According to new data from CreditorWatch, business administrations fell by 37.1 per cent from July to August and are 59 per cent lower than the average across 2019.
The digital credit agency interpreted the finding by noting that thousands of Australian businesses are now relying on government support to stay afloat.
By state, CreditorWatch’s Small Business Risk Review data for August 2020 found Victoria business administrations fell by 49.3 per cent in August, while New South Wales recorded a 34.3 per cent decrease in business administrations, following an 8.8 per cent decrease in July.
In Queensland, there was a 25.4 per cent decrease in external administrations in August, off the back of a 38.8 per cent decrease in July.
But with some sectors showing strong resilience, and credit enquiries showing consistent month-on-month increases, CreditorWatch has called for the recent insolvency relief measures to be eased off now to prevent a tsunami of insolvencies in January 2021.
“While safe harbour legislation was critical in stabilising the Australian economy as it went into recession, the measures are now becoming counterproductive because they are propping up companies that should be allowed to fail,” said CreditorWatch chief executive Patrick Coghlan.
“By extending the moratorium to December, the government is wasting taxpayer money by kicking the can down the road. It means that solvent businesses are having to trade with otherwise insolvent debtors, risking their own health, while doomed businesses are able to put off paying creditors or even the ATO.
“In fact, some business sectors are performing well. The ‘Made in Australia’ brand is flourishing and there are healthy companies out there. That’s why this legislation needs to be eased off gradually running up to the December deadline. Otherwise, we could see an astonishing collapse come January.”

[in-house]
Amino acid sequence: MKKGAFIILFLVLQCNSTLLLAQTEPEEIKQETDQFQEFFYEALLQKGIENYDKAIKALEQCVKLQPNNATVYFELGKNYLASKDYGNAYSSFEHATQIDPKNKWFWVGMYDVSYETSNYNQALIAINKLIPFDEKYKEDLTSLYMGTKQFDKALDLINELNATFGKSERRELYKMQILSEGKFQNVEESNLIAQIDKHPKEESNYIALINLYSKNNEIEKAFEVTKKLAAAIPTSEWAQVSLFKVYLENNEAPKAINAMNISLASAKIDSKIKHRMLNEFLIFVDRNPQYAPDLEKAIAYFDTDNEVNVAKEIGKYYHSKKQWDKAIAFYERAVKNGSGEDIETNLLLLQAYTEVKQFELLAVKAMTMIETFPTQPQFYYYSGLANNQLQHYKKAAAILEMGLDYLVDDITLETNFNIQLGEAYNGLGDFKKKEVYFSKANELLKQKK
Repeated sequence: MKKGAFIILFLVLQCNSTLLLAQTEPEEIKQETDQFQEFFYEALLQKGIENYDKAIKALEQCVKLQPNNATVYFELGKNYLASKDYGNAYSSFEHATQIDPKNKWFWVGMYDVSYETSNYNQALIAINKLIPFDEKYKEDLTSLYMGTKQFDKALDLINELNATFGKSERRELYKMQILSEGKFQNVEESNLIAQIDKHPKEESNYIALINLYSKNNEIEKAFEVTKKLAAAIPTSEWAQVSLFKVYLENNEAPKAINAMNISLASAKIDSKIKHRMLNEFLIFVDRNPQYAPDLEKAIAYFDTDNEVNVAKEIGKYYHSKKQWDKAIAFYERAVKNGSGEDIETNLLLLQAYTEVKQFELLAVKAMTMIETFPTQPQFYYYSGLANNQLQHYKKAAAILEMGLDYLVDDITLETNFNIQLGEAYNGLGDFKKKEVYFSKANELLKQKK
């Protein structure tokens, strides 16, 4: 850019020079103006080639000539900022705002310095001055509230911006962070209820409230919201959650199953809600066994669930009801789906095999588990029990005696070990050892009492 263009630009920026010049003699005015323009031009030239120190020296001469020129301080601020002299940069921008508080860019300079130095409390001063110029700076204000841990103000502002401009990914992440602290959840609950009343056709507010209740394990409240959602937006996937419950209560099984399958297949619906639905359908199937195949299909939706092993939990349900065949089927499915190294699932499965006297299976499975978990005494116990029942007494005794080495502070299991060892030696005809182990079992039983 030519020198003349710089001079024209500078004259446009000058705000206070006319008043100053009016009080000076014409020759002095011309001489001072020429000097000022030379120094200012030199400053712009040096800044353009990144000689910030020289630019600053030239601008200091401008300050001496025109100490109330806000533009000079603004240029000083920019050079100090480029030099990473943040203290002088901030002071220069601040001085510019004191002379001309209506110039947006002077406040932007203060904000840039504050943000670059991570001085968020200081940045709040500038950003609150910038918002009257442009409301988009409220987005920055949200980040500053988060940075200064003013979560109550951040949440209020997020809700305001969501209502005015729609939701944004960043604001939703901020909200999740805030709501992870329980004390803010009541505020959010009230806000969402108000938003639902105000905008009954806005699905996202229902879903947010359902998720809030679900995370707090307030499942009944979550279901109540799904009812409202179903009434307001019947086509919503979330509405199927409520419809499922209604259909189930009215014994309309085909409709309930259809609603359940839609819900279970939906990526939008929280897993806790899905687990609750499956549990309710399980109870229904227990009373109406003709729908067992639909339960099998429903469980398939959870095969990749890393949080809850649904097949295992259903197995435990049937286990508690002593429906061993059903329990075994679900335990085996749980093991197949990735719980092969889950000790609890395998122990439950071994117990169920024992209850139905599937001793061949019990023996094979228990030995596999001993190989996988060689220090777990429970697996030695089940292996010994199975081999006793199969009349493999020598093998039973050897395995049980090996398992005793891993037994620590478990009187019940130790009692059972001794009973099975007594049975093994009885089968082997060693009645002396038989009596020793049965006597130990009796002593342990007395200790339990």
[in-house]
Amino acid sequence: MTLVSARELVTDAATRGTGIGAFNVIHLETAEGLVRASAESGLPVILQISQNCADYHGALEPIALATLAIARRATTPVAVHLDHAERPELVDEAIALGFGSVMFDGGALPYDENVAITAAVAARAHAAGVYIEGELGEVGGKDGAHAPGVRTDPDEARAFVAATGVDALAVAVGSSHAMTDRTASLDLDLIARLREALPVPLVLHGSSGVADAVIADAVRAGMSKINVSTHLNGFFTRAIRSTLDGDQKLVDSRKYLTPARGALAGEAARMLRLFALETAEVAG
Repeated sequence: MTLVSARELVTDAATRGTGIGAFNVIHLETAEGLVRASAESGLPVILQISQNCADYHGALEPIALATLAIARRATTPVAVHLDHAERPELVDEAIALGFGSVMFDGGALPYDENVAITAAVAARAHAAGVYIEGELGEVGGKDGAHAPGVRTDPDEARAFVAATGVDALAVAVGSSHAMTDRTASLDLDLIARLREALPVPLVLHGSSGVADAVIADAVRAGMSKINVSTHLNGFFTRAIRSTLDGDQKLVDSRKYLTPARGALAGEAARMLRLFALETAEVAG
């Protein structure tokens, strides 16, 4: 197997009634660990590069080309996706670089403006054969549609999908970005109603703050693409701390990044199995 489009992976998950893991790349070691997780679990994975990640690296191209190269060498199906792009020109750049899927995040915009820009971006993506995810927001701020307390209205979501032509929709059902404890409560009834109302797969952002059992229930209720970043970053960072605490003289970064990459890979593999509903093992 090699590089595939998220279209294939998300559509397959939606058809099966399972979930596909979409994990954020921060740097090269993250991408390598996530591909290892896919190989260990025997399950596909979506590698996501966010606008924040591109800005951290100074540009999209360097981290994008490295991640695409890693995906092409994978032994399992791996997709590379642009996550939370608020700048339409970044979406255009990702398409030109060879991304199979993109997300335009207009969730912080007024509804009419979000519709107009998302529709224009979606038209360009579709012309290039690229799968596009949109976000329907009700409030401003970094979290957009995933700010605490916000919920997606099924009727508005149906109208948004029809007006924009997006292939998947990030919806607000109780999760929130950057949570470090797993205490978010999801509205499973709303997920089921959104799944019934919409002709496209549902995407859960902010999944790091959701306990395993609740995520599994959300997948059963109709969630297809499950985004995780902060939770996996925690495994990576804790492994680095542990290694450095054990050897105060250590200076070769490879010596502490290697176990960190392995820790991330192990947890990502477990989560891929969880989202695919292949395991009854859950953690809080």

Payment times data reveal SME cash-flow struggles
As for payment times, CreditorWatch found that remained extremely high. Nationally, payment times grew by one day (2.4 per cent) to an average of 43 days, meaning businesses are waiting 2.9 times longer to be paid than in 2019.
CreditorWatch chief economist Harley Dale said that with payment times staying stubbornly high, it’s clear that the SME sector is struggling to generate cash flow outside of government support, indicating that there is a mountain of trouble behind the curtain of stability.
“It sounds harsh, but these businesses need to be allowed to fail so that government focus can be aimed at companies that can stand on their own two feet,” Mr Dale said.
“This is a much bigger cog in the wheel of Australia’s economy than policymakers realise. Winding back safe harbour measures, while ensuring borderline companies receive the assistance required from restructuring bodies, is crucial to ensuring Australia passes through the next ‘economic gate’ without taking a massive blow at the beginning of 2021.”